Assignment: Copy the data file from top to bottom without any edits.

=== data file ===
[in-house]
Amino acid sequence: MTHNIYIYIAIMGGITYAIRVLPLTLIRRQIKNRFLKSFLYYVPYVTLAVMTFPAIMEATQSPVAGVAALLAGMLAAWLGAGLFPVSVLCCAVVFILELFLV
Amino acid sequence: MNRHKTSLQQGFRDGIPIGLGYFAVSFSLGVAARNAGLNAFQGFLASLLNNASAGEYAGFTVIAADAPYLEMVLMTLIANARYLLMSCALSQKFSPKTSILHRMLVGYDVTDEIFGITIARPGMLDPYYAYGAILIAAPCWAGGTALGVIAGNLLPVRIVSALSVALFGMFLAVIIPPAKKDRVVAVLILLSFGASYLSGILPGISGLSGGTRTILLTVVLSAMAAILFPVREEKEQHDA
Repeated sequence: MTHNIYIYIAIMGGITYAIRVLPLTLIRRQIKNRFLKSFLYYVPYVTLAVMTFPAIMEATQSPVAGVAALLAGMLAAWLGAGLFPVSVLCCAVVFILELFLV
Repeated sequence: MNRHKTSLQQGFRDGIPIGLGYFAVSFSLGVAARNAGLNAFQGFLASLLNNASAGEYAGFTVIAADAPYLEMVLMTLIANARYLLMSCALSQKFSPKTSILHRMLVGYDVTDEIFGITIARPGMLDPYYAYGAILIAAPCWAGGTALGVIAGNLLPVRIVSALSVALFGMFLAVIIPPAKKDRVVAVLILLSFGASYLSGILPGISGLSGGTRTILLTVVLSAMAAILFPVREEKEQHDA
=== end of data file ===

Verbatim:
[in-house]
Amino acid sequence: MTHNIYIYIAIMGGITYAIRVLPLTLIRRQIKNRFLKSFLYYVPYVTLAVMTFPAIMEATQSPVAGVAALLAGMLAAWLGAGLFPVSVLCCAVVFILELFLV
Amino acid sequence: MNRHKTSLQQGFRDGIPIGLGYFAVSFSLGVAARNAGLNAFQGFLASLLNNASAGEYAGFTVIAADAPYLEMVLMTLIANARYLLMSCALSQKFSPKTSILHRMLVGYDVTDEIFGITIARPGMLDPYYAYGAILIAAPCWAGGTALGVIAGNLLPVRIVSALSVALFGMFLAVIIPPAKKDRVVAVLILLSFGASYLSGILPGISGLSGGTRTILLTVVLSAMAAILFPVREEKEQHDA
Repeated sequence: MTHNIYIYIAIMGGITYAIRVLPLTLIRRQIKNRFLKSFLYYVPYVTLAVMTFPAIMEATQSPVAGVAALLAGMLAAWLGAGLFPVSVLCCAVVFILELFLV
Repeated sequence: MNRHKTSLQQGFRDGIPIGLGYFAVSFSLGVAARNAGLNAFQGFLASLLNNASAGEYAGFTVIAADAPYLEMVLMTLIANARYLLMSCALSQKFSPKTSILHRMLVGYDVTDEIFGITIARPGMLDPYYAYGAILIAAPCWAGGTALGVIAGNLLPVRIVSALSVALFGMFLAVIIPPAKKDRVVAVLILLSFGASYLSGILPGISGLSGGTRTILLTVVLSAMAAILFPVREEKEQHDA